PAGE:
This week, we chatted with Brittany Greer, President and Founder of STEM non-profit, Rosie Riveters, about inspiring young girls through her leadership and how she measures success.
Q: Tell us about Rosie Riveters and how you started the organization.
Rosie Riveters is a 501 c3 non-profit that works to inspire and encourage girls aged 4-14 in the fields of Science, Technology, Engineering and Math (STEM) through FREE interactive and hands-on projects. It was while working in digital communications for a global nuclear association that I was exposed to the many obstacles girls and women face along their journey to becoming successful participants in these fields. This journey, often referred to as the “STEM Pipeline”, experiences a significant leak when girls enter middle school but surprisingly there are not many free programs available for girls before they enter this difficult period of their lives. I started Rosie Riveters in an effort to provide programs that would equip girls with the skills (confidence, critical thinking, and problem solving) they needed to navigate the leaks in the pipeline before they experienced them. Essentially we are working to stop the leaks from occurring instead of plugging them after they’ve started.
Q: How would you describe your leadership style and how has it evolved since you started Rosie Riveters?
Running a non-profit essentially run completely by volunteers means that the time people provide to Rosie Riveters is precious. My business partner, Katherine Rieder, and I are both full-time mothers and we have built Rosie Riveters to the position it is in today in the “pockets of time” we find in the hours before our children wake-up, during preschool and before bed. We have been fortunate enough to have others share their pockets of time with us as well and through that collective we have been able to serve over 500 girls in the three short years since our pilot program. My leadership style has very much been shaped by how I can best motivate and communicate how valuable the hour here or afternoon there can be to a small non-profit like Rosie Riveters.
Q: What’s your approach to setting goals and measuring success?
Growth! Are you in a better position today than you were yesterday? If not then what are you doing to get it there? For Rosie Riveters that is measured by the effectiveness of our programs and the length of our reach and we measure our success against those two goals. For me personally, I keep lists. Whether it’s my to do list for the day or my to do list for a year I am always working to check off the items on my list. My life is crazy! Between balancing my life running a non-profit, being a mother and wife, taking care of myself and remaining an active member of my community I have A LOT to do. I love every minute of it but to in order to continue to grow all the aspects of my life including my business I have to continue to improve on yesterday and a check mark next to a line item on a list goes along way to maintaining my momentum.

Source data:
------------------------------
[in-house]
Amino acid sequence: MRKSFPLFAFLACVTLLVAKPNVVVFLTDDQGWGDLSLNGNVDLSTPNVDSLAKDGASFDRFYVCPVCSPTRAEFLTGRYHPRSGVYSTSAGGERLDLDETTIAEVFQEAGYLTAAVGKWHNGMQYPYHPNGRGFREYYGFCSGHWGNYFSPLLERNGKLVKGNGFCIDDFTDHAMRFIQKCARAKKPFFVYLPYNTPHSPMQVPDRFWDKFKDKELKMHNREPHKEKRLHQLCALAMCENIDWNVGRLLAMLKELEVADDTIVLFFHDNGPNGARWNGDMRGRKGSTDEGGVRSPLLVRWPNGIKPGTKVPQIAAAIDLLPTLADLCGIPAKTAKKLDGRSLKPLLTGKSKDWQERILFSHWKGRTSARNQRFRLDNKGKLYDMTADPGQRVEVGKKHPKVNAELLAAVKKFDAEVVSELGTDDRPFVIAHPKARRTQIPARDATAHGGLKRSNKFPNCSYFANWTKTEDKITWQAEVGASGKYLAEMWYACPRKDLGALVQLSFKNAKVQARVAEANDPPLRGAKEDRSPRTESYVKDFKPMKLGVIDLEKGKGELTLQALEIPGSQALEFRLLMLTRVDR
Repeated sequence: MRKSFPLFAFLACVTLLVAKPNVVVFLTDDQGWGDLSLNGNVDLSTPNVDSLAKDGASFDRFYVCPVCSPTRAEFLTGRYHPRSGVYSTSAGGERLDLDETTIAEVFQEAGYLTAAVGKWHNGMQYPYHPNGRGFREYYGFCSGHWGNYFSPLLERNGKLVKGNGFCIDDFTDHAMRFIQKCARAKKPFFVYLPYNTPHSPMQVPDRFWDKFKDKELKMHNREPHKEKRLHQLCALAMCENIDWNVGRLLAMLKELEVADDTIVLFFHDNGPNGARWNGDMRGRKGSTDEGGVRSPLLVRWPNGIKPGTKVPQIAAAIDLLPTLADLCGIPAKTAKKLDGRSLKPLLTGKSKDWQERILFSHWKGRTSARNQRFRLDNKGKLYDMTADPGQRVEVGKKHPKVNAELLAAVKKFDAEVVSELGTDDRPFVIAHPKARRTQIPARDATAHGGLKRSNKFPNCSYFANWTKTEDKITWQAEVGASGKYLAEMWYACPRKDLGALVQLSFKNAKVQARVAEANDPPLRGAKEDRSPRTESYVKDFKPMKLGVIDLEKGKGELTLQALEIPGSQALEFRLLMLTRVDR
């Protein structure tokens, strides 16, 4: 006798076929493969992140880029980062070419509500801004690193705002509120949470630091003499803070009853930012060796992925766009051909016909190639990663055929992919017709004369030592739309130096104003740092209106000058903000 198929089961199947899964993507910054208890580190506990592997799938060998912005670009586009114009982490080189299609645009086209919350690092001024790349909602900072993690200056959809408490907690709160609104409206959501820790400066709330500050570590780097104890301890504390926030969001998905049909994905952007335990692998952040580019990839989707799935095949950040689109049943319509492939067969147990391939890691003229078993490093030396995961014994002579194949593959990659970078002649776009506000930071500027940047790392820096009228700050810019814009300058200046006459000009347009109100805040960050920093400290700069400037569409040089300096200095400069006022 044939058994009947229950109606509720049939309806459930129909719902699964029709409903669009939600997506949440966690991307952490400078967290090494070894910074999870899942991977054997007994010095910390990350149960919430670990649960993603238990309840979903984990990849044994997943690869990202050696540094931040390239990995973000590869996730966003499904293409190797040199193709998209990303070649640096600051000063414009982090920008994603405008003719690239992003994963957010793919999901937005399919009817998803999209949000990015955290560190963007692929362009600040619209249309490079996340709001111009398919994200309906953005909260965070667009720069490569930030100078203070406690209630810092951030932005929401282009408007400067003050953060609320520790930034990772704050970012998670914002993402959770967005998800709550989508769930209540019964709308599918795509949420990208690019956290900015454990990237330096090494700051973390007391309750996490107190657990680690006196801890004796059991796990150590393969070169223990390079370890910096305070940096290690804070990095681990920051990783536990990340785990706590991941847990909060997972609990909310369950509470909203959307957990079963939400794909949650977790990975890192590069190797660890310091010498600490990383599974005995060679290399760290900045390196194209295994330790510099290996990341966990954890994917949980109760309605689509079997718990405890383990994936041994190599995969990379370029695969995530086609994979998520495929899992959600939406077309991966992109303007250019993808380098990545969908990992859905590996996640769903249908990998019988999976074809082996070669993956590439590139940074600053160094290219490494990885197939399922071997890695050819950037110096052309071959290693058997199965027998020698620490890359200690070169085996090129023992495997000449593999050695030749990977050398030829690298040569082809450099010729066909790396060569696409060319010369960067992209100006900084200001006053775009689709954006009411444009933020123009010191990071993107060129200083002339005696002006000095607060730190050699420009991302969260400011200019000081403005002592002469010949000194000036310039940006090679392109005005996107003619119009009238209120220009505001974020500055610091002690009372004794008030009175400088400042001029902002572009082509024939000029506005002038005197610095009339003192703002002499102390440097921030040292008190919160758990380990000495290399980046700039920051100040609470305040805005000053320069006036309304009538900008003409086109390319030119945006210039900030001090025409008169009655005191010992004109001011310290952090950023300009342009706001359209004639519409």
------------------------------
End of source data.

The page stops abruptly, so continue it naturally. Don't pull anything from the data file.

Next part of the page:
Q: Advice for other women who want to start a non-profit organization?
Arm yourself with a team of talented people who will share their time and talents with you! When I set out to start Rosie Riveters I analyzed what resources and skills it would require. Then I drew out which of those skill sets I had and which ones I didn’t. For the skills I lacked I sought out people I knew and trusted to join me on my mission to re-construct the STEM pipeline and improve it for the lives of young women. Ask for help, share your story and empower those around you to join in the start-up process.
Q: Stress and long days are par for the course. What keeps you focused and driven during your busiest times?
Our mission! It matters to me and it matters to the girls we are fortunate enough to connect with. It may sound cliche but there is truly no greater motivator than watching a young girl find her confidence! To watch her go from “I can’t” and “this is hard” to “ I can do this” and "watch me do it.” So when it’s 5am and I’m writing a lesson plan or working out next year’s budget it’s a lot easier to stay driven because what we are doing matters and participants continue to prove that to us everyday.
Q: Taking time for yourself is so important for health and wellness. Do you have any routines or rituals to help you unwind?
Again for me it come back to pockets of time. Nearly every minute of my day is filled with something to do, but there is always a half an hour here or ten minutes there to do things that matter to me and me alone. It sounds minuscule but washing my face and putting on face cream before bed goes a long way to maintaining my personal health and wellness. The ritual of taking off my makeup after a long day and cleaning my face with the lotions and potions that I reserve just for me provides me with the time and space I need to reset before bed and get ready for a new day. It would be easier sometimes to just fall into bed and forgo the whole process, but I would be worse off the next day because I’d be neglecting myself and that me time.